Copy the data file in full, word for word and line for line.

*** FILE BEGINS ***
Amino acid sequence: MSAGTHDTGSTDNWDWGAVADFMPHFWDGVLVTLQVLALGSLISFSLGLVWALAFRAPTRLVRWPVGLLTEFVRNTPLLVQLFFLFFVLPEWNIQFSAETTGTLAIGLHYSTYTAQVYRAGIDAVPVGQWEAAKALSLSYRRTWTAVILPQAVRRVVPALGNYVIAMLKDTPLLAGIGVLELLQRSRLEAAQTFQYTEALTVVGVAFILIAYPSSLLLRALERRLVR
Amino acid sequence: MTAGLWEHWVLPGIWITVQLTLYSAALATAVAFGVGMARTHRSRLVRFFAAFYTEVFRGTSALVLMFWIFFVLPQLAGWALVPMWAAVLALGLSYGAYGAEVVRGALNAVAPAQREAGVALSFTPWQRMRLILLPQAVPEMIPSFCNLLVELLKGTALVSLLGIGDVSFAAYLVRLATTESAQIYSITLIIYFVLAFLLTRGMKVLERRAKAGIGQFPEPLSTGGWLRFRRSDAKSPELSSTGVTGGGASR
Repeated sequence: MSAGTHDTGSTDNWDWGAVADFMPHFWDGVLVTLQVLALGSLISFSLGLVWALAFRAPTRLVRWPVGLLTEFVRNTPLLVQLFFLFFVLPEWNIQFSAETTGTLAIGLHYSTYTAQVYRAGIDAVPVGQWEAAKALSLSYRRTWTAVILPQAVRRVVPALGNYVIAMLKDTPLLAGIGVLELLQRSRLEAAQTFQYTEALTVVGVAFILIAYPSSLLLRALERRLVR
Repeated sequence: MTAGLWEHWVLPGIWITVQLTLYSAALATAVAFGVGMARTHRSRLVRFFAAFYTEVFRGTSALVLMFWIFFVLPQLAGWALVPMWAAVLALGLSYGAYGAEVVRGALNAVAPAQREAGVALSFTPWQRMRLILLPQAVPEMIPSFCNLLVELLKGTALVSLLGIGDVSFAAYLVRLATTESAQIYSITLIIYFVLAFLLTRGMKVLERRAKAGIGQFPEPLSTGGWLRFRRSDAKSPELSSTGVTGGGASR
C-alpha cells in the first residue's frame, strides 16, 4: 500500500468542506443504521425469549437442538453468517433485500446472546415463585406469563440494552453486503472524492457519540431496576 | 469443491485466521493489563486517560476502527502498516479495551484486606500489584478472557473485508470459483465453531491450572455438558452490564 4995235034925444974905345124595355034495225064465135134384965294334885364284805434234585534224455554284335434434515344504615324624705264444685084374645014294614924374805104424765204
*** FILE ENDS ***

Amino acid sequence: MSAGTHDTGSTDNWDWGAVADFMPHFWDGVLVTLQVLALGSLISFSLGLVWALAFRAPTRLVRWPVGLLTEFVRNTPLLVQLFFLFFVLPEWNIQFSAETTGTLAIGLHYSTYTAQVYRAGIDAVPVGQWEAAKALSLSYRRTWTAVILPQAVRRVVPALGNYVIAMLKDTPLLAGIGVLELLQRSRLEAAQTFQYTEALTVVGVAFILIAYPSSLLLRALERRLVR
Amino acid sequence: MTAGLWEHWVLPGIWITVQLTLYSAALATAVAFGVGMARTHRSRLVRFFAAFYTEVFRGTSALVLMFWIFFVLPQLAGWALVPMWAAVLALGLSYGAYGAEVVRGALNAVAPAQREAGVALSFTPWQRMRLILLPQAVPEMIPSFCNLLVELLKGTALVSLLGIGDVSFAAYLVRLATTESAQIYSITLIIYFVLAFLLTRGMKVLERRAKAGIGQFPEPLSTGGWLRFRRSDAKSPELSSTGVTGGGASR
Repeated sequence: MSAGTHDTGSTDNWDWGAVADFMPHFWDGVLVTLQVLALGSLISFSLGLVWALAFRAPTRLVRWPVGLLTEFVRNTPLLVQLFFLFFVLPEWNIQFSAETTGTLAIGLHYSTYTAQVYRAGIDAVPVGQWEAAKALSLSYRRTWTAVILPQAVRRVVPALGNYVIAMLKDTPLLAGIGVLELLQRSRLEAAQTFQYTEALTVVGVAFILIAYPSSLLLRALERRLVR
Repeated sequence: MTAGLWEHWVLPGIWITVQLTLYSAALATAVAFGVGMARTHRSRLVRFFAAFYTEVFRGTSALVLMFWIFFVLPQLAGWALVPMWAAVLALGLSYGAYGAEVVRGALNAVAPAQREAGVALSFTPWQRMRLILLPQAVPEMIPSFCNLLVELLKGTALVSLLGIGDVSFAAYLVRLATTESAQIYSITLIIYFVLAFLLTRGMKVLERRAKAGIGQFPEPLSTGGWLRFRRSDAKSPELSSTGVTGGGASR
C-alpha cells in the first residue's frame, strides 16, 4: 500500500468542506443504521425469549437442538453468517433485500446472546415463585406469563440494552453486503472524492457519540431496576 | 469443491485466521493489563486517560476502527502498516479495551484486606500489584478472557473485508470459483465453531491450572455438558452490564 4995235034925444974905345124595355034495225064465135134384965294334885364284805434234585534224455554284335434434515344504615324624705264444685084374645014294614924374805104424765204